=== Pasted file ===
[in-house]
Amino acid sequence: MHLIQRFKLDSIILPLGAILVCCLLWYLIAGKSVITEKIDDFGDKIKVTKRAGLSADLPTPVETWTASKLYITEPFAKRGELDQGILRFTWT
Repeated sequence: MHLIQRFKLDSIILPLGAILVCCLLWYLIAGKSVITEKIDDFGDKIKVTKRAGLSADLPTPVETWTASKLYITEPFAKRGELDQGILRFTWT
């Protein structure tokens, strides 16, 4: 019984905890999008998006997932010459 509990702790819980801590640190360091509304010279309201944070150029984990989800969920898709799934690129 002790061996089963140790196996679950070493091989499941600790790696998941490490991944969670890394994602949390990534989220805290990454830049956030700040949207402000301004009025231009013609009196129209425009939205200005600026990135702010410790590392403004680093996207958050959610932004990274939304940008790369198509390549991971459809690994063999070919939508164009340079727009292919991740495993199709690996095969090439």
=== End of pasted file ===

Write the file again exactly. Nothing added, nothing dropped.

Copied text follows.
[in-house]
Amino acid sequence: MHLIQRFKLDSIILPLGAILVCCLLWYLIAGKSVITEKIDDFGDKIKVTKRAGLSADLPTPVETWTASKLYITEPFAKRGELDQGILRFTWT
Repeated sequence: MHLIQRFKLDSIILPLGAILVCCLLWYLIAGKSVITEKIDDFGDKIKVTKRAGLSADLPTPVETWTASKLYITEPFAKRGELDQGILRFTWT
């Protein structure tokens, strides 16, 4: 019984905890999008998006997932010459 509990702790819980801590640190360091509304010279309201944070150029984990989800969920898709799934690129 002790061996089963140790196996679950070493091989499941600790790696998941490490991944969670890394994602949390990534989220805290990454830049956030700040949207402000301004009025231009013609009196129209425009939205200005600026990135702010410790590392403004680093996207958050959610932004990274939304940008790369198509390549991971459809690994063999070919939508164009340079727009292919991740495993199709690996095969090439």